You may see weird behavior when using the SSIS Object Model from an ASP.NET application


SSIS comes along with a rich set of application programming interfaces (APIs) for programming the Integration Services object model. You can extend packages by writing components that become available within SSIS Designer to provide custom functionality in a package. You can create, configure, and run packages programmatically from your own applications. The SSIS object model can be used either from a windows or a web based application. However using it from an ASP.NET application may not always give you the most expected results. Some of the pros and cons are discussed in this blog.

Recently I was working with a customer who was trying execute a SSIS package programmatically from an ASP.NET application. The package used the SendMail task to send emails to user. The task had three properties which were being evaluated using an expression from local SSIS variables. The values of the local variables were dynamically being passed from the ASP.NET application. Everything worked fine but sometimes the package failed from the ASP.NET application. As opposed to this, the package ran successfully every time from BIDS or from Management Studio. If I use the same code to execute the package from a console app, it ran successfully every time. So there was something different from the ASP.NET application. To understand it better, I set up a repro in my lab machine and also did some instrumentation to my code. The variable values were being updated properly but still the package failed. On Error event handler captured the following error:

Microsoft.SqlServer.Dts.Runtime.TaskHostThe result of the expression 
"@[User::MailRecipient]" on property "ToLine" cannot be written to the property.
The expression was evaluated, but cannot be set on the property.

I also observed that I cannot access the Properties.GetValue or Properties.SetValue of the TaskHost object as described in here.

If you try this from a console app, it works fine, but breaks every time from an ASP.NET application. Getting this exception:

Attempted to access an unloaded AppDomain.

[AppDomainUnloadedException: Attempted to access an unloaded AppDomain.]

Microsoft.SqlServer.Dts.Runtime.DtsProperty.SetValue(Object o, Object value) +146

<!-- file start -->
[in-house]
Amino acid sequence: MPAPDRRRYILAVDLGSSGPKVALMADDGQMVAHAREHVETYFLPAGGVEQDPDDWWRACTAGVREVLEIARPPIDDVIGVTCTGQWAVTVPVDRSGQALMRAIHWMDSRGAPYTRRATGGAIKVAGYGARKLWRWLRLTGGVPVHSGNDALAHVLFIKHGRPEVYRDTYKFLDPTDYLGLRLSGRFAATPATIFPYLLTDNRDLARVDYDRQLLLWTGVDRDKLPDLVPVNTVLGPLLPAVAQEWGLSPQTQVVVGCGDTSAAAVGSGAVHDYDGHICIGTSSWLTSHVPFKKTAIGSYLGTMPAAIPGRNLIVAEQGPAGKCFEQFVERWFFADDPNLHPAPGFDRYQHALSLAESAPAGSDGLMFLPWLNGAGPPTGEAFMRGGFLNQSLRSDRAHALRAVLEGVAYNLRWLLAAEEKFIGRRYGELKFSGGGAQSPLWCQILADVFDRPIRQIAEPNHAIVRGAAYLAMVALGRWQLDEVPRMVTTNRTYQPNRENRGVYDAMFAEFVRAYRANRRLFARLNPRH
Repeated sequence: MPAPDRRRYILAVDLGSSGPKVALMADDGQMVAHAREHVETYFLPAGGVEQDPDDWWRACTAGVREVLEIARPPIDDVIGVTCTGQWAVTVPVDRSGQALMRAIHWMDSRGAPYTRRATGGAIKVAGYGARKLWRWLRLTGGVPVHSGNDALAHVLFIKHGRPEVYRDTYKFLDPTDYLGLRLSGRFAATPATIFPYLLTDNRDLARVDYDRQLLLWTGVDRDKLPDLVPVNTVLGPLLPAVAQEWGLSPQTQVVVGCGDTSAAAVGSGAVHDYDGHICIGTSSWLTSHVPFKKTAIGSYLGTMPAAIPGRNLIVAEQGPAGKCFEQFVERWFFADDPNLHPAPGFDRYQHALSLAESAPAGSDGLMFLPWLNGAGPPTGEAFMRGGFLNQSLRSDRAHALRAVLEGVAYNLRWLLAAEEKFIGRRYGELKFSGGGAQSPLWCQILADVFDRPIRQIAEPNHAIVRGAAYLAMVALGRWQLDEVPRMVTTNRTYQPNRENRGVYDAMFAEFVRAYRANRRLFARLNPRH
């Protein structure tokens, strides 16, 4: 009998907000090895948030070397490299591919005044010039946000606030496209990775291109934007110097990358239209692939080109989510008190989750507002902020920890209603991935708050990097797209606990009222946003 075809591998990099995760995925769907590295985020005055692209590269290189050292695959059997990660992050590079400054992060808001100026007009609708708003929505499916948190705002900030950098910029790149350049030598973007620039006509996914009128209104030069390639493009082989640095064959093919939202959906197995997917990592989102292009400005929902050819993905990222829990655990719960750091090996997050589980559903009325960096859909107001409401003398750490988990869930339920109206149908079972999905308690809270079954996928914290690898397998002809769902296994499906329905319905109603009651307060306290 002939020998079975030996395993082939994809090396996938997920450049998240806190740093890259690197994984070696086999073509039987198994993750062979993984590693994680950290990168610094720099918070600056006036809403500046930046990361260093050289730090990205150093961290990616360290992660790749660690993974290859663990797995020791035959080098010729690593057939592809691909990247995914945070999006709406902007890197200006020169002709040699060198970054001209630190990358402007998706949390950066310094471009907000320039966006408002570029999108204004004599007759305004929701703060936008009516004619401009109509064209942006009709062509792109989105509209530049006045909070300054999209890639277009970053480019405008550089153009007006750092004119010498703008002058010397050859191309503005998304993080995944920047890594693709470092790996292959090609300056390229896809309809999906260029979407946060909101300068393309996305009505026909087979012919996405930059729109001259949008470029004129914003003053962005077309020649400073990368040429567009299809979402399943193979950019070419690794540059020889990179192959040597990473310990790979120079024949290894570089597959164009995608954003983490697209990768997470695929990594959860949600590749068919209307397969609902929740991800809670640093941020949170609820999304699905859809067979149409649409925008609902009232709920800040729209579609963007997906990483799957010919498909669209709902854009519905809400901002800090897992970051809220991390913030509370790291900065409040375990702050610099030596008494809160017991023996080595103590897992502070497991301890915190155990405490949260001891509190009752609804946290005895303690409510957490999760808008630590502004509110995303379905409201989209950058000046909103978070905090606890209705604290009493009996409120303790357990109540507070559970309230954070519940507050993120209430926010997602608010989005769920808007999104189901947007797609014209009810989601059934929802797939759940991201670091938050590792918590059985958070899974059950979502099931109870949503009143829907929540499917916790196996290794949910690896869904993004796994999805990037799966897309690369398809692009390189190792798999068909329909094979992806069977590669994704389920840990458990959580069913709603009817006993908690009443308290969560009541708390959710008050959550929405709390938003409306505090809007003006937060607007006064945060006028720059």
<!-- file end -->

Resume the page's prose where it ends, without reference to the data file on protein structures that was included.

SSISWebApp._Default.Page_Load(Object sender, EventArgs e) in D:\SSISWebApp\SSISWebApp\Default.aspx.vb:73

System.Web.UI.Control.OnLoad(EventArgs e) +91

System.Web.UI.Control.LoadRecursive() +74

System.Web.UI.Page.ProcessRequestMain(Boolean includeStagesBeforeAsyncPoint, Boolean includeStagesAfterAsyncPoint) +2207

Surprisingly every time I made any changes in my ASP.NET code and rebuild my assembly, I landed into these errors until I recycle my app pool. Once I recycle the app pool the code executes without any error. We did some live debugging and found that it’s a bug in the SSIS object model.

What we discovered is that within the w3wp process, our DTS assemblies are stored within the Shared AppDomain whereas the actual ASP.NET application is housed in a separate AppDomain for itself.  When any change is made to the assembly in the project AppDomain, it is completely torn down due to ASP.NET AppDomain’s inability to dynamically load DLLs.  When this occurs, any subsequent attempts to access the properties on a TaskHost fails due to some vestigial reference in our code in the shared AppDomain back to the original. Recycling the AppPool resolves the issue, but any subsequent updates to the application will require another recycle. The issue occurs due to caching that our DLLs do in order to avoid doing reflection multiple times on COM components.  Cross AppDomain interactions have long been established as a weak point of SSIS due to this limitation.

Also, the issue is not limited to our SendMail Task. It would occur on any Tasks/Components since they all boil down to underlying COM objects. Users would face this behavior more on their test environments as compared to production. Because while testing we intend to change our code multiple times and rebuild our app but we seldom do that in production. If you are facing the above issue I would recommend two simple workarounds:

  1. Isolate your application in a separate application pool.
  2. Recycle your app pool every time you rebuild your assembly. Since the app is running on a separate app pool, it wont affect other applications. 
Comments (1)

  1. Mike DeRobio says:

    You just saved me from some considerable confusion.  Thank you so much!

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